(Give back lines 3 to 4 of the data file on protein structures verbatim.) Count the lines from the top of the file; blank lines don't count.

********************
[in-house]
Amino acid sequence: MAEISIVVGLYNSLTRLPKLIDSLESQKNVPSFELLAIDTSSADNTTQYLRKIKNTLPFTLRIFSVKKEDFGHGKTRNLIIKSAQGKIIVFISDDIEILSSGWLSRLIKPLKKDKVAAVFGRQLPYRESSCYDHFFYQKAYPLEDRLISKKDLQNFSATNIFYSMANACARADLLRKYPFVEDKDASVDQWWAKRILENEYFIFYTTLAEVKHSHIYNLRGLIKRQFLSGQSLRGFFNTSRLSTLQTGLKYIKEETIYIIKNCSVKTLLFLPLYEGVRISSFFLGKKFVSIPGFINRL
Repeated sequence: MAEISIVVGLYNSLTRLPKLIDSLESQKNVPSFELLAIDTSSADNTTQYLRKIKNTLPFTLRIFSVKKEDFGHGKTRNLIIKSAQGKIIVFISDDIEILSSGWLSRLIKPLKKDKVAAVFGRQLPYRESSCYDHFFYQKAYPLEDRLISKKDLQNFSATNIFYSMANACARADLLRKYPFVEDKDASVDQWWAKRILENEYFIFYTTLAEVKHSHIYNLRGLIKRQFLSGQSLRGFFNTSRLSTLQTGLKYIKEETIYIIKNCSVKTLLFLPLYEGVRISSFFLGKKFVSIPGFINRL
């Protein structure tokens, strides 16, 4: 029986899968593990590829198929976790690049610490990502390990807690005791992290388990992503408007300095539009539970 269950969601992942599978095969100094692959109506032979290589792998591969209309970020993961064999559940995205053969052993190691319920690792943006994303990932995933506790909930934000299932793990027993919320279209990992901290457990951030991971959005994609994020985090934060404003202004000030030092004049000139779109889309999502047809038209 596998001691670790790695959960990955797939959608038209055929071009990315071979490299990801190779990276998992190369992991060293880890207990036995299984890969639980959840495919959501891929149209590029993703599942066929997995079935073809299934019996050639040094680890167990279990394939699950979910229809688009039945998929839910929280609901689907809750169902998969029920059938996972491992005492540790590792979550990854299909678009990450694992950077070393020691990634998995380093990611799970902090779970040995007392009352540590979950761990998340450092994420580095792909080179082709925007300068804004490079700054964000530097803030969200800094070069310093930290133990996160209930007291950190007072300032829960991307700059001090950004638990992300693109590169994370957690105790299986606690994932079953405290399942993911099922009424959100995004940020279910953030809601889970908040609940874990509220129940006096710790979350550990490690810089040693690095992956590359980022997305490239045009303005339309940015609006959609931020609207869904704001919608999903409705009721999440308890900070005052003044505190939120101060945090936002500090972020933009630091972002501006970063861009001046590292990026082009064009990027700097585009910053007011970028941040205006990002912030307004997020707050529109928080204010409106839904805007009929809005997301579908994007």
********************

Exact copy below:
Repeated sequence: MAEISIVVGLYNSLTRLPKLIDSLESQKNVPSFELLAIDTSSADNTTQYLRKIKNTLPFTLRIFSVKKEDFGHGKTRNLIIKSAQGKIIVFISDDIEILSSGWLSRLIKPLKKDKVAAVFGRQLPYRESSCYDHFFYQKAYPLEDRLISKKDLQNFSATNIFYSMANACARADLLRKYPFVEDKDASVDQWWAKRILENEYFIFYTTLAEVKHSHIYNLRGLIKRQFLSGQSLRGFFNTSRLSTLQTGLKYIKEETIYIIKNCSVKTLLFLPLYEGVRISSFFLGKKFVSIPGFINRL
């Protein structure tokens, strides 16, 4: 029986899968593990590829198929976790690049610490990502390990807690005791992290388990992503408007300095539009539970 269950969601992942599978095969100094692959109506032979290589792998591969209309970020993961064999559940995205053969052993190691319920690792943006994303990932995933506790909930934000299932793990027993919320279209990992901290457990951030991971959005994609994020985090934060404003202004000030030092004049000139779109889309999502047809038209 596998001691670790790695959960990955797939959608038209055929071009990315071979490299990801190779990276998992190369992991060293880890207990036995299984890969639980959840495919959501891929149209590029993703599942066929997995079935073809299934019996050639040094680890167990279990394939699950979910229809688009039945998929839910929280609901689907809750169902998969029920059938996972491992005492540790590792979550990854299909678009990450694992950077070393020691990634998995380093990611799970902090779970040995007392009352540590979950761990998340450092994420580095792909080179082709925007300068804004490079700054964000530097803030969200800094070069310093930290133990996160209930007291950190007072300032829960991307700059001090950004638990992300693109590169994370957690105790299986606690994932079953405290399942993911099922009424959100995004940020279910953030809601889970908040609940874990509220129940006096710790979350550990490690810089040693690095992956590359980022997305490239045009303005339309940015609006959609931020609207869904704001919608999903409705009721999440308890900070005052003044505190939120101060945090936002500090972020933009630091972002501006970063861009001046590292990026082009064009990027700097585009910053007011970028941040205006990002912030307004997020707050529109928080204010409106839904805007009929809005997301579908994007």